The masterfully seductive use of color in Smoke of Ambergris probably attracted the greatest praise. In an article on Sargent in Harper's New Monthly Magazine, October 1887, Henry James wrote, "I know not who this stately Mohammedan may be, nor in what mysterious domestic or religious rite she may be engaged; but in her plastered arcade, which shines in the Eastern light, she is beautiful and memorable. The picture is exquisite, a radiant effect of white upon white, of similar but discriminated tones." On June 9, 1880, an unidentified critic in the Interchange referred To Sargent's Smoke of Ambergris as, quite simply, "a perfect piece of painting."
John Singer Sargent, A Street in Venice, 1880 or 1882
Oil on canvas, 29 9/16 x 20 5/8 in. Signed and inscribed lower right: John S. Sargent/Venise
Venice was a popular destination for artists of all nationalities in the late nineteenth century because of its picturesque canals and grand architecture, the colorful crowds, and the special quality of its light--limpid and sparkling. John Singer Sargent made two trips to the once-powerful city at the head of the Adriatic Sea, in 1880 and 1882. Rejecting the traditional views, he chose his subjects from the lower classes seen in the alleyways that criss- cross the city and depicted them in mundane tasks or, as in this case, in ambiguous relationships.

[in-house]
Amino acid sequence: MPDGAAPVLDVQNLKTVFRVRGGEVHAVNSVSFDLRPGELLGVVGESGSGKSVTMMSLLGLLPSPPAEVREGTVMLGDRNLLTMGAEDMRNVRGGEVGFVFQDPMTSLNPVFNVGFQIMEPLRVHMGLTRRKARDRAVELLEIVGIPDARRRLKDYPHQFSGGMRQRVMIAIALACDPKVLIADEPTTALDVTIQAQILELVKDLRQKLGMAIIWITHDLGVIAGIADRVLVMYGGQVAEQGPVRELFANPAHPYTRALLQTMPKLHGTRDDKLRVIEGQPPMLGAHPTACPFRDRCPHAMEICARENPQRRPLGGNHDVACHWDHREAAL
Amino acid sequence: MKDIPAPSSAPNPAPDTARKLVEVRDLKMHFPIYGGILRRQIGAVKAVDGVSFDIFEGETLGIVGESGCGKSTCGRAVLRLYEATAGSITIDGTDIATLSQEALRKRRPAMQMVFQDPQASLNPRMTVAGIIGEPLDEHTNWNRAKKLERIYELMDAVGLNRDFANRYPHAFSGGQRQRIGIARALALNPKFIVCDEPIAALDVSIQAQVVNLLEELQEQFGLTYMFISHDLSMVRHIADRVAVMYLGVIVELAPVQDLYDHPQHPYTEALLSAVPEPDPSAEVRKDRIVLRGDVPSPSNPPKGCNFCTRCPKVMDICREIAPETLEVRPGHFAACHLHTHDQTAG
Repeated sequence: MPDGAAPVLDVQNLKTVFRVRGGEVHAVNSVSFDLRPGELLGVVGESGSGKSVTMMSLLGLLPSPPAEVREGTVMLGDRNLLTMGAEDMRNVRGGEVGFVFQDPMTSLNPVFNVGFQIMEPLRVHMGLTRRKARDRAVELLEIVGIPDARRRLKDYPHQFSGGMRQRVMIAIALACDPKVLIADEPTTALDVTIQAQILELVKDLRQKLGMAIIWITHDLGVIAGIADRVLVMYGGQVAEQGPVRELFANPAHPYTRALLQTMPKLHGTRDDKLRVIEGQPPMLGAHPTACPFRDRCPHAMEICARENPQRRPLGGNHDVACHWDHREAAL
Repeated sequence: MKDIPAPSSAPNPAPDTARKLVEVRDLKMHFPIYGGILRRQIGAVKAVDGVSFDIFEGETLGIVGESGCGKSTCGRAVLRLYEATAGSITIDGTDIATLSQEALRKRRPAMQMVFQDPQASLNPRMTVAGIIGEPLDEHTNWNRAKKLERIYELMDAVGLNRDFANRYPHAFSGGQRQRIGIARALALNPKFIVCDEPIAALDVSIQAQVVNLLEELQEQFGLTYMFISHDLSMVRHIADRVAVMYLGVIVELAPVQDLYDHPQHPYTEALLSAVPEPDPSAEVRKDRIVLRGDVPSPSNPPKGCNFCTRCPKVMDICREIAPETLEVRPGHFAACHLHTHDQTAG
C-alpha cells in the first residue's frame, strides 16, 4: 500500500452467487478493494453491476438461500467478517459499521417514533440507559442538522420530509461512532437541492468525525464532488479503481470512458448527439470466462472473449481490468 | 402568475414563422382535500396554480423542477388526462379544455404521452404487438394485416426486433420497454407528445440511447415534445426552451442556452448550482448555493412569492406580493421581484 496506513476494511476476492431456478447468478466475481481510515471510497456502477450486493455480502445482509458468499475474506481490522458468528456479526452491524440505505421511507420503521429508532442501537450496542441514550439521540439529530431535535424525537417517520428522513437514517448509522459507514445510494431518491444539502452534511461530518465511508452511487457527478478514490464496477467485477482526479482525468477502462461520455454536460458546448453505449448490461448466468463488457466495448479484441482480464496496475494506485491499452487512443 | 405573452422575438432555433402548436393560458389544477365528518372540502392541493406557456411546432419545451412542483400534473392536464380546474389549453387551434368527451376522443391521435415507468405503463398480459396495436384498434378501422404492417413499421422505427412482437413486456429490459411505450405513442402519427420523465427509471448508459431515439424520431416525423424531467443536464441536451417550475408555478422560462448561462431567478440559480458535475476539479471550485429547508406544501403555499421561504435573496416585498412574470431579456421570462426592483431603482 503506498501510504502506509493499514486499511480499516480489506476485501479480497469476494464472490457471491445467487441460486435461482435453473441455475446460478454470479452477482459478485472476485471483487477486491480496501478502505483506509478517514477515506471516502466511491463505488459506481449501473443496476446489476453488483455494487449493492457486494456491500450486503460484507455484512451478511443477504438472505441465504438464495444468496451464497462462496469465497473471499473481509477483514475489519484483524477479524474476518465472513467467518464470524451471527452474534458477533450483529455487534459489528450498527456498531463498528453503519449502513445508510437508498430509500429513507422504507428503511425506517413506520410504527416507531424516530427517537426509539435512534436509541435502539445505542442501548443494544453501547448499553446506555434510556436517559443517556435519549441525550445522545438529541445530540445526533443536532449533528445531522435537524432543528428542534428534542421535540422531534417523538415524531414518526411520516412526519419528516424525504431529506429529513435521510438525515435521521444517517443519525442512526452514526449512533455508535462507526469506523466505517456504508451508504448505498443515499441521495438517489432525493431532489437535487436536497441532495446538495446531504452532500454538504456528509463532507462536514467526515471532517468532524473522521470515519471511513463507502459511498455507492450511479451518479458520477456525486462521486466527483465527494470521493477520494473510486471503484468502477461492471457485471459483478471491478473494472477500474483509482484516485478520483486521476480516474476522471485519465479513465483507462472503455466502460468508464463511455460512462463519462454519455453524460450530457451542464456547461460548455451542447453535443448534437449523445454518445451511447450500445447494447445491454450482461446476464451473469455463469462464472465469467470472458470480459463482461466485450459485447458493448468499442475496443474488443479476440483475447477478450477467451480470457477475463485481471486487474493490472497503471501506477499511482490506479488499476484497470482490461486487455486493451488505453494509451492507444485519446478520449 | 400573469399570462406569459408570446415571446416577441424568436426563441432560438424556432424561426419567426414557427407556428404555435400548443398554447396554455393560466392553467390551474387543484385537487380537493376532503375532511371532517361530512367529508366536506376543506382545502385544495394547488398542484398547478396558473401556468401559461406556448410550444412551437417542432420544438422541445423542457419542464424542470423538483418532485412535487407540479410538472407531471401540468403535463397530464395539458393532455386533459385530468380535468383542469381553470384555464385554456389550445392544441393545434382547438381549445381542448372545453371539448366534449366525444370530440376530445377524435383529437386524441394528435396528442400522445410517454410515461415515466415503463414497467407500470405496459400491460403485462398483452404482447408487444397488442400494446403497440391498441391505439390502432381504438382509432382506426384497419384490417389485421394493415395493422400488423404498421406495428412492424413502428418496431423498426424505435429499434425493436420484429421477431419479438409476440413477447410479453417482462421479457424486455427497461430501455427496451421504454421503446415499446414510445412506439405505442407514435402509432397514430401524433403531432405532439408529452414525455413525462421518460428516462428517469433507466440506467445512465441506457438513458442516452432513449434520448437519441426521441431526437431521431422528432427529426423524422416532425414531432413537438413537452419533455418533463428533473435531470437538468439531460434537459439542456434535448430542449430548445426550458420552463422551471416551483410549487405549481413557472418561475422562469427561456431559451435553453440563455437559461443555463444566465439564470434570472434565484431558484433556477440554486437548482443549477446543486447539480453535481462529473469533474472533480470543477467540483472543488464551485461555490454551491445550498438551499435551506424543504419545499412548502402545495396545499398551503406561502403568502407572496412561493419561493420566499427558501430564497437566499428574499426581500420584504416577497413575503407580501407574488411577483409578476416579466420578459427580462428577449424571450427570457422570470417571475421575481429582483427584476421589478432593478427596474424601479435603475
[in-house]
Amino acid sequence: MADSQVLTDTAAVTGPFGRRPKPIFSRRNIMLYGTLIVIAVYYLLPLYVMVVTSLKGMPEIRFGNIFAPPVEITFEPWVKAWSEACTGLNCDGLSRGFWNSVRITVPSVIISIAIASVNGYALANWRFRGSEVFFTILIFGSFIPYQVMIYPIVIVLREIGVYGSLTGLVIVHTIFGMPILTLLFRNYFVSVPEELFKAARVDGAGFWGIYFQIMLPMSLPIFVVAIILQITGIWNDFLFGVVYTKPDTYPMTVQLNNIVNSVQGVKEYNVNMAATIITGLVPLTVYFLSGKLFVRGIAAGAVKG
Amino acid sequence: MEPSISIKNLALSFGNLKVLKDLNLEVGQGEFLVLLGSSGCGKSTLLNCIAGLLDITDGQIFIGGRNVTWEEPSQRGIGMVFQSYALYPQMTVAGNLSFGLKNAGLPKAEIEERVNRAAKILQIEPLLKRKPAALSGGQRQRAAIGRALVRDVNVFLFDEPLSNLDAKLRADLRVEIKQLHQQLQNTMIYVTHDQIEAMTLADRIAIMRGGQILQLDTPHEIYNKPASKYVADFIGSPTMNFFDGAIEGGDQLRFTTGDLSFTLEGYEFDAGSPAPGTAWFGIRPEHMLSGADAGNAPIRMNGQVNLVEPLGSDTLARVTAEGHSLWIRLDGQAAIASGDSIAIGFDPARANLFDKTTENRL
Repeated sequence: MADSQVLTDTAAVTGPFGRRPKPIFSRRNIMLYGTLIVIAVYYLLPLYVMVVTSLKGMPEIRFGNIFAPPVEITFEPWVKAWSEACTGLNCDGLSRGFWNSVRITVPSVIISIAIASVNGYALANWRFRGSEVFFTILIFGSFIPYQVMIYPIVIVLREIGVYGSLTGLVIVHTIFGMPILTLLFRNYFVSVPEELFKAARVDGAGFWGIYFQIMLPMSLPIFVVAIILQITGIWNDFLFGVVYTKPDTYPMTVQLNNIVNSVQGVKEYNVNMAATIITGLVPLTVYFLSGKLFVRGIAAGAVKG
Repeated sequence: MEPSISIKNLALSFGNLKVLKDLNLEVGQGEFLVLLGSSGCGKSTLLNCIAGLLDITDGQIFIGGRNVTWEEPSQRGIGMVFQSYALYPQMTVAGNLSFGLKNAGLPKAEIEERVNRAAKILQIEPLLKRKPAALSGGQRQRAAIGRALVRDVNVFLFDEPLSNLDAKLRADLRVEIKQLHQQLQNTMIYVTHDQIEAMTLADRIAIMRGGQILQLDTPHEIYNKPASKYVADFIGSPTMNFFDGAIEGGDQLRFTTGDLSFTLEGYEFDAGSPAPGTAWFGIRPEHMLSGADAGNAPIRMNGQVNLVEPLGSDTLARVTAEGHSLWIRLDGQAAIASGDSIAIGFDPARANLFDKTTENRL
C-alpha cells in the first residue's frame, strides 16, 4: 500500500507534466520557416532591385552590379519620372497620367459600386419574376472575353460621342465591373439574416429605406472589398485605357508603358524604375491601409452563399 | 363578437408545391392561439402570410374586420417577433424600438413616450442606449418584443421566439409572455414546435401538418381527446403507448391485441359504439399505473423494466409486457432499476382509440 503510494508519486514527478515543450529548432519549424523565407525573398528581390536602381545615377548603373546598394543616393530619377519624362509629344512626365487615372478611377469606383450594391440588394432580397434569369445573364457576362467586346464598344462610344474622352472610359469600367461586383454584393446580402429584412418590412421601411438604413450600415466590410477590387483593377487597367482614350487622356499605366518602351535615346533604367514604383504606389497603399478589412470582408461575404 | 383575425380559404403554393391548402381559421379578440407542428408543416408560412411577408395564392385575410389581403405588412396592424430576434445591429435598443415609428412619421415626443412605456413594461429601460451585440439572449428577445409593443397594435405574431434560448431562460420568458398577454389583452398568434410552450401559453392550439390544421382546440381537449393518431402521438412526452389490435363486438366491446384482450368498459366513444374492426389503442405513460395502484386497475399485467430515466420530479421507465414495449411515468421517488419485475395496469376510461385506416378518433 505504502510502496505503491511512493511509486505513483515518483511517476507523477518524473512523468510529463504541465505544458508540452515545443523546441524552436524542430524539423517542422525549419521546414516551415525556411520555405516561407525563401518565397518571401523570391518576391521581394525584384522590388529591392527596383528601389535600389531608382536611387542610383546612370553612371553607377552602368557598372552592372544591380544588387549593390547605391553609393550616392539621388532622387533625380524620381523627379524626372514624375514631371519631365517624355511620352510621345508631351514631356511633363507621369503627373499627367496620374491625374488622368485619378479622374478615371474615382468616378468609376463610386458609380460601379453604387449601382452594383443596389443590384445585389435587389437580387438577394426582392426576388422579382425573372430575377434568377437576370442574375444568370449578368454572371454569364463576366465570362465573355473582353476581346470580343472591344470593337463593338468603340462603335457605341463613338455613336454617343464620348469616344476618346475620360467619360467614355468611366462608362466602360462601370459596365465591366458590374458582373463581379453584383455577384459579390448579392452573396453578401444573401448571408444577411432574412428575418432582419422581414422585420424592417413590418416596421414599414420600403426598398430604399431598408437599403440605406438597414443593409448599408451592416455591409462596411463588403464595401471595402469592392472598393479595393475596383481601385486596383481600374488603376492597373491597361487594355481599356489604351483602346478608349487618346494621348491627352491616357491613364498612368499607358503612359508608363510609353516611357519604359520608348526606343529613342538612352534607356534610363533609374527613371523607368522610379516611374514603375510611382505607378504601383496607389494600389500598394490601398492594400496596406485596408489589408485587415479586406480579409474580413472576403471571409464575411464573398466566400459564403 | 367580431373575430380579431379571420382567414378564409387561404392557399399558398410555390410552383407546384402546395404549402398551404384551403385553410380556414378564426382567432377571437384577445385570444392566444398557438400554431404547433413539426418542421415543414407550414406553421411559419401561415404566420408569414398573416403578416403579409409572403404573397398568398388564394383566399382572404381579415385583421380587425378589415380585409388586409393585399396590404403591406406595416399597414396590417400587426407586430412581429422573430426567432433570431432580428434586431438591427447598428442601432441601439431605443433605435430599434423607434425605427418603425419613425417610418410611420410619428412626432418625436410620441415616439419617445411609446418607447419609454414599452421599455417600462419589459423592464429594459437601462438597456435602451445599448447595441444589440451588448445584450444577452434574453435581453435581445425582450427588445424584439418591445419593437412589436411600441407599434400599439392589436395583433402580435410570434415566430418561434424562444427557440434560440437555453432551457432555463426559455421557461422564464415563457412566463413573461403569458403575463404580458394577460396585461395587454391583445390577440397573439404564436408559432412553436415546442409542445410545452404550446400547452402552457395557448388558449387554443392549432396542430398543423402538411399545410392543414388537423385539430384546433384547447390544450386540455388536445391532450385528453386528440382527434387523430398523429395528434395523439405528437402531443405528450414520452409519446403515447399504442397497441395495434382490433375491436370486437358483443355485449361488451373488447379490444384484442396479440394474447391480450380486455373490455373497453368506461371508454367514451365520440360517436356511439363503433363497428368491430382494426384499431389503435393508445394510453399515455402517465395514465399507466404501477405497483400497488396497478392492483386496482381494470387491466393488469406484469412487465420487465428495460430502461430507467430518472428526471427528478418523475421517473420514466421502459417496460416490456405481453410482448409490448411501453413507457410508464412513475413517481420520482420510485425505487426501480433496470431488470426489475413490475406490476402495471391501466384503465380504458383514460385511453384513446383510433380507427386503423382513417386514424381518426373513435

The setting for this painting was probably somewhere behind the Church of Santi Apostoli not far from the famous Ca' d'Oro. Sargent manipulated the scene to emphasize its ambiguity and tension. The murky shadows, the high walls that seem to be closing in, the dramatic perspective lines leading to the narrow slit of sunlight in the distance, all contribute to the mystery and menace of the scene. The palette is nearly monochromatic barely heightened by the splash of coral color on the woman's dress. Above all, this encounter outside a wine shop has an almost uncomfortable air of immediacy in the agitated stance of the man and the direct gaze of the woman.
In this painting, Sargent owes a debt to both old and new sources of inspiration. Like many of his contemporaries, including Mary Cassatt, he admired the seventeenth-century Spanish master Diego Velazquez. Sargent incorporated into his work lessons learned from the earlier painter, particularly the organization of complex spaces and the use of rich, dark colors. But it was on photography--the souvenir photographs available throughout Venice by the 1880s-that Sargent based much of the composition of A Street in Venice. The painting seems almost like a snapshot in the frozen action, the distorted perspective, and the slight blurring of focus in the distance.